Stephanie J. Platz is now working as a training evaluator in Washington, D.C.
Cross-Racial/Ethnic Eyewitness Identification: A Field Study1
Article first published online: 31 JUL 2006
Journal of Applied Social Psychology
Volume 18, Issue 11, pages 972–984, September 1988
How to Cite
Platz, S. J. and Hosch, H. M. (1988), Cross-Racial/Ethnic Eyewitness Identification: A Field Study. Journal of Applied Social Psychology, 18: 972–984. doi: 10.1111/j.1559-1816.1988.tb01187.x
This article was based on a thesis submitted by the first author to the University of Texas at El Paso in partial fulfillment of the requirements for the masters degree. We wish to thank Michael Bailey, Jeffrey Fogel, Ralph Hernandez, Perry Machioni, and Jim Wilkerson for posing as “customers” and “law interns”. We would also like to express our appreciation to the Southland Corporation (7–11), Circle K. and Good Times Stores for allowing this research to be conducted in their stores, and to Detective Kurt Flynn of the El Paso Police Department for constructing the photo lineups. In addition, we would like to thank Dr. John C. Brigham who provided valuable information about pitfalls in conducting this type of research, Robert K. Bothwell, G. William Lucker, and Gregory H. Dobbins who read earlier versions of this manuscript.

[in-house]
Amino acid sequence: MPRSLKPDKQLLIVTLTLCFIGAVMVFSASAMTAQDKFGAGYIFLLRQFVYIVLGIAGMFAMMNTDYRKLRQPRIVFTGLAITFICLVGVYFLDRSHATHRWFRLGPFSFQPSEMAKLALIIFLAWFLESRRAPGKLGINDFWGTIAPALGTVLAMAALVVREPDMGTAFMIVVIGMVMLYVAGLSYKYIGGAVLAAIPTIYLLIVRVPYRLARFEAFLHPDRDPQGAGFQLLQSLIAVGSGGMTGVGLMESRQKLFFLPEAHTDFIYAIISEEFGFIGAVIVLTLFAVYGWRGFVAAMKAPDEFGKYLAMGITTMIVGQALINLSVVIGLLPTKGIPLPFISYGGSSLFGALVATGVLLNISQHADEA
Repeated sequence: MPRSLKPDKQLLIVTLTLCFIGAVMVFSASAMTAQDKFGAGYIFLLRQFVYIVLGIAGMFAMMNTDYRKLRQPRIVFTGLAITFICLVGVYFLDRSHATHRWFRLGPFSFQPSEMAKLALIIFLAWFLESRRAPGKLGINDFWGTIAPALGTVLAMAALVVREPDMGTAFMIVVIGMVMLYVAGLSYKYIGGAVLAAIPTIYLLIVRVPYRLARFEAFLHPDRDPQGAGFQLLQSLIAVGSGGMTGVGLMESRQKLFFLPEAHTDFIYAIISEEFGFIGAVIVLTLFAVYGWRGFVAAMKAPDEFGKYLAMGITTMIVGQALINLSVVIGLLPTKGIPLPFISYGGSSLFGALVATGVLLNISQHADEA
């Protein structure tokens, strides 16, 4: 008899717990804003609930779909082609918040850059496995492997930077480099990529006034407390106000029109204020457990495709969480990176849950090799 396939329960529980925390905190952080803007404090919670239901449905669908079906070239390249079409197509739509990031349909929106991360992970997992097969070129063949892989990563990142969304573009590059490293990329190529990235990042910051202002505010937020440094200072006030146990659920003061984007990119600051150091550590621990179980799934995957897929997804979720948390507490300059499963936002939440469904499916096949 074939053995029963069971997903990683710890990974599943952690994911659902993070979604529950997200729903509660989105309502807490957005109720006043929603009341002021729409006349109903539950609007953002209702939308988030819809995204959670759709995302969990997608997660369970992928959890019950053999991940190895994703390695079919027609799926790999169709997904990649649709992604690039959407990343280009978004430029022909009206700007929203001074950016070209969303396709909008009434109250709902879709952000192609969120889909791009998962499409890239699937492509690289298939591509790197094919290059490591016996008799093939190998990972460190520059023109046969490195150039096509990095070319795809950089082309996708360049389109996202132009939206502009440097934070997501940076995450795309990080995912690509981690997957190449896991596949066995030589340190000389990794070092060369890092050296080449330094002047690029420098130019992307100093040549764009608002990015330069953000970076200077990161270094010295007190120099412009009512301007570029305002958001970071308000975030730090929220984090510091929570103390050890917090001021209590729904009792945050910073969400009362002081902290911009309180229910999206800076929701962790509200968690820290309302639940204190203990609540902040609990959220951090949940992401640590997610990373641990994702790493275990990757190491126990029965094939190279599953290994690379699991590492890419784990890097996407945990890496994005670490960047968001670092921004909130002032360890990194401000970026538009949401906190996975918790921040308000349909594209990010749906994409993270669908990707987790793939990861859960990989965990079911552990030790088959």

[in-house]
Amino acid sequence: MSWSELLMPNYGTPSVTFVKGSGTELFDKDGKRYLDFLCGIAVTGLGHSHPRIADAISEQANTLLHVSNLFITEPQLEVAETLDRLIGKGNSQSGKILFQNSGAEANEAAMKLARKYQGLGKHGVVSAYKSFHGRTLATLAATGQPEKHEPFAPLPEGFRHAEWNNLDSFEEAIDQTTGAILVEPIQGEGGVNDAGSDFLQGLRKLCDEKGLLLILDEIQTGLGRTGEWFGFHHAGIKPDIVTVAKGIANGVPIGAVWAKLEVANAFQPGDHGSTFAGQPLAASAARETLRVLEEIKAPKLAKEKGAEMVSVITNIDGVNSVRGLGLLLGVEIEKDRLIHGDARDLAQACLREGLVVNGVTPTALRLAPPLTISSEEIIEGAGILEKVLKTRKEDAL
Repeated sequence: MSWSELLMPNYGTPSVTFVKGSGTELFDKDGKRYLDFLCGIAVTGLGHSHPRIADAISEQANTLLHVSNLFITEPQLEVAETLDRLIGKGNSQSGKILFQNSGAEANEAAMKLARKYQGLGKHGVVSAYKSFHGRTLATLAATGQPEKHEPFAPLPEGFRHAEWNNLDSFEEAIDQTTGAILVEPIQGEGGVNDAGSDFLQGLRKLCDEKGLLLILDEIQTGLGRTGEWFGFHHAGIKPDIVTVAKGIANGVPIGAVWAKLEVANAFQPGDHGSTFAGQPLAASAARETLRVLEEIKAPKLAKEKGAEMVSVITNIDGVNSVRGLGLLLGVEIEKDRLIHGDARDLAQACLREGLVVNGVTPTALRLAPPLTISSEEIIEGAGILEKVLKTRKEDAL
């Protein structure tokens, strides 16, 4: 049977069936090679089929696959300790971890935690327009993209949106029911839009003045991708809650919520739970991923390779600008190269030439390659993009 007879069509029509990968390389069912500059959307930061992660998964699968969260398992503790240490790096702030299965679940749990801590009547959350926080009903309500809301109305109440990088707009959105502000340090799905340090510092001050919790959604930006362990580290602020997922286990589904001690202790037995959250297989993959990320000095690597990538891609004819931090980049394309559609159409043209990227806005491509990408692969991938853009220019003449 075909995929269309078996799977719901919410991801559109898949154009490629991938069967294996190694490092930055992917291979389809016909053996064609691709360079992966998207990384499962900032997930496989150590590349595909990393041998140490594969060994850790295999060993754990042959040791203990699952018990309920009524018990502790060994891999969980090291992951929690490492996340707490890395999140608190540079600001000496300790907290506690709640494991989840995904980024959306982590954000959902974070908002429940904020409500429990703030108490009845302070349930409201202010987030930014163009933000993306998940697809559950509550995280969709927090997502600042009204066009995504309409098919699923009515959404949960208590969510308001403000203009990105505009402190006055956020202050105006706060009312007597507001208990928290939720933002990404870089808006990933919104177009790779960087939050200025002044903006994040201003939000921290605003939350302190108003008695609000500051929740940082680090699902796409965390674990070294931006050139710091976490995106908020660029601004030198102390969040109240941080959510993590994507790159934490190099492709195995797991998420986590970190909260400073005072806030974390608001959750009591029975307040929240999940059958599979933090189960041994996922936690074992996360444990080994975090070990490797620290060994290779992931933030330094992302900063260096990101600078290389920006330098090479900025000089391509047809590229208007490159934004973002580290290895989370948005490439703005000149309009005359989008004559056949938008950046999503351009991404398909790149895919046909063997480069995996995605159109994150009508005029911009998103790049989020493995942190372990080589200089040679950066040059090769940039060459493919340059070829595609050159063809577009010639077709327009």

- Issue published online: 31 JUL 2006
- Article first published online: 31 JUL 2006
Using a method similar to that of Brigham, Maass, Snyder, and Spaudling (1982), 86 adult convenience store clerks were asked to identify 3 confederate/customers, one Anglo-American, one black-American, and one Mexican-American who had visited their stores 2 hours earlier. Wilcoxon matched pairs signed-rank test showed that clerks were superior at identifying customers of their own racial or ethnic group, Z= 2.84, p < .002. For clerks who made an identification, the correlation between the recognition accuracy and confidence in their identification was not significant, rpbis (56)= .05. The results of this field study paralleled those found in most laboratory experiments of cross-racial/ethnic identification and demonstrated that Mexican-Americans are subject to the own/other groups identification accuracy phenomenon as well.